It’s a question I have been asked a dozen times: the interviewer or reporter invites me to look back at all the things I’ve seen in television sports and says, “What’s the most memorable event?”

Should be a tough answer. I’ve been to seven Olympics, to Super Bowls, World series, NBA Finals, Wimbledons, Indy 500s, Kentucky Derbys, and the Grand Prix de Monte Carlo. But invariably, that questions takes me back to a highway overpass on Interstate 10 near Blythe, on the California-Arizona border. Sometime just past midnight, the morning of Thursday, August 5, 1982, fifteen hours into the first American transcontinental bicycle race.

I am standing on that overpass with Susan Notorangelo from Ferguson, Missouri, whom I’d met at a small dinner gathering two nights before. As her fiancé’, Lon Haldeman pedaled underneath and past us on the highway, bearing down on a 300 mile opening burst that put him more than an hour in front of his three competitors, I turned and asked what seemed to me a logical question.

“When is Lon going to stop and get some rest, Susan?”

“Rest? What are you talking about? We’re going to New York.” And then in mocking sincerity, “Aren’t you going to New York?”

I always think of that moment as my spiritual introduction to the smallest and most intriguing sports cultures I have ever joined. We had been assigned to cover the Great American Bicycle Race- producer and director Larry Kamm, Diana Nyad, and myself.

I had the best seat in America, a lawn chair strapped to the bed of a pickup truck, for the first five transcontinental races in history. Eric Heiden was on a few telecasts, and his presence lit us up along the way.

In 1986, we shot the last edition of the Race Across America to have aired on “ABC Wide World of Sports”. When management changed at ABC Sports that year, it wasn’t because they were looking to sustain the tradition of quality to organization had built. RAAM telecasts won various film and television awards, including special programming achievement Emmys. They built a devoted following. They were too good to be associated with what followed them at “Wide World”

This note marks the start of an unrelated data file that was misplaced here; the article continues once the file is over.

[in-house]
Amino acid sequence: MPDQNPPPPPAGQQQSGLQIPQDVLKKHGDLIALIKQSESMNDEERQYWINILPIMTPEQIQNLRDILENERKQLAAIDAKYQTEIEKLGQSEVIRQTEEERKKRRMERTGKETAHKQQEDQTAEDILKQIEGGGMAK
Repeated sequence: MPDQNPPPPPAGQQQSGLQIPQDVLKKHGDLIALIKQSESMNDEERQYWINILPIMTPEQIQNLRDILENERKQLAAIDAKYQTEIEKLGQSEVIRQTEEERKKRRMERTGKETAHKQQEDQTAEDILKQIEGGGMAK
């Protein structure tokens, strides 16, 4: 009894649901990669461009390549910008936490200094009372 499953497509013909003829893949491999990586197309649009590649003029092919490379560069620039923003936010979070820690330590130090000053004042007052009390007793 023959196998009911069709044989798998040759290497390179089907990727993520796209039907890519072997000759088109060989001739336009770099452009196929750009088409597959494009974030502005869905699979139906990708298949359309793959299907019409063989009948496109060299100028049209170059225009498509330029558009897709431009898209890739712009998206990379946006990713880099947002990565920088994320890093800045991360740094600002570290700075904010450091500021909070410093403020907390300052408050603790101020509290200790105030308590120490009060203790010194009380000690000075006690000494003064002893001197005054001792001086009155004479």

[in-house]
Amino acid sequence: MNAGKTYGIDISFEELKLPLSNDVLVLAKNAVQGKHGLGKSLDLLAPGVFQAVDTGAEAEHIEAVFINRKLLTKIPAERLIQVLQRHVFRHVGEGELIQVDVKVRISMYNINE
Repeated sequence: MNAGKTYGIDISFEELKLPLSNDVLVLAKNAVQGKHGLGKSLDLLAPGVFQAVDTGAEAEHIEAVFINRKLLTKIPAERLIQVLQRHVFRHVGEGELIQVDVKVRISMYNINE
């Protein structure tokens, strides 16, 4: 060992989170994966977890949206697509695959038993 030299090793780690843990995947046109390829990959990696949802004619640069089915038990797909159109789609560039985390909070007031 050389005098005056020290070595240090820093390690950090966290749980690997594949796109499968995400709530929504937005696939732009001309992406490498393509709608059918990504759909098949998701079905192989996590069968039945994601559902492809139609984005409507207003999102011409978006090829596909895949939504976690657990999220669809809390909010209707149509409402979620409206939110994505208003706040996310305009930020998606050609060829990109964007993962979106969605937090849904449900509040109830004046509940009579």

Now enjoy this book. It tells a story like no other I know.

From the book
“Race Across America”
by Michael Shermer

To contact Lon by e-mail use:

Tuesday, February 13, 2007

Inspiration for Peru Adventures

I recently read a book written in 1852 about American Navy Captain William Lewis Herdon. He was hired by the U.S. government to scout a route over the Andes Mountains from Lima, Peru and then down a system of mountain rivers to the Amazon and then on to Brazil. His mission was similar to Lewis and Clark when they were trying to find a water route across North America in 1802.

During the 1850s the United States was being settled by tens of thousands of pioneers crossing north America on the Oregon Trail. South America was about the same size as North America, but only a few handfuls of settlers had ever crossed the entire South American region.

The Spanish had been building magnificent cities in Peru, Chile and Ecuador almost 100 years before the United States gained it’s independence. The coastal cities were some of the finest in the world. The vast middle region of South America was a mystery land of jungles, snakes and head hunter Indians. Captain Herdon was send to scout this uncharted territory to measure the depths and currents of the rivers. He was also documented usable plants, minerals and anything else of commercial value for trade purposes.

The book is interesting to me because the route goes over the Andes through the towns of San Mateo, Tarma and follows the route I have bicycled solo and with groups several times. He describes climbing Ticlio Pass to 16,000 feet on a mule train along a one-lane path with rock canyon walls. The road is much the same today except the mule path has been widened to about 30 feet width and now is used by Volvo trucks.

After crossing the mountains, Captain Herdon eventually gets on a riverboat in Yurimaguas and goes down the Amazon just like our group tour has done in past years. The way he describes the people and scenery is much the same today. One exceptions was in 1852 the town of Iquitos on the Amazon River had only 250 people and was hardly noticed by Captain Herdon. By 1880 rubber was discovered in the jungle and Iquitos became the Paris of South America. The city grew to 50,000 inhabitants. Incredible wealth oozed from the pockets of European businessmen who exploited the Indians to collect rubber sap. This is the same route I will be writing about in my Blog in the next dozen entries while cycling over the mountains and crossing the jungle in the old jeep, before going to Iquitos on the river.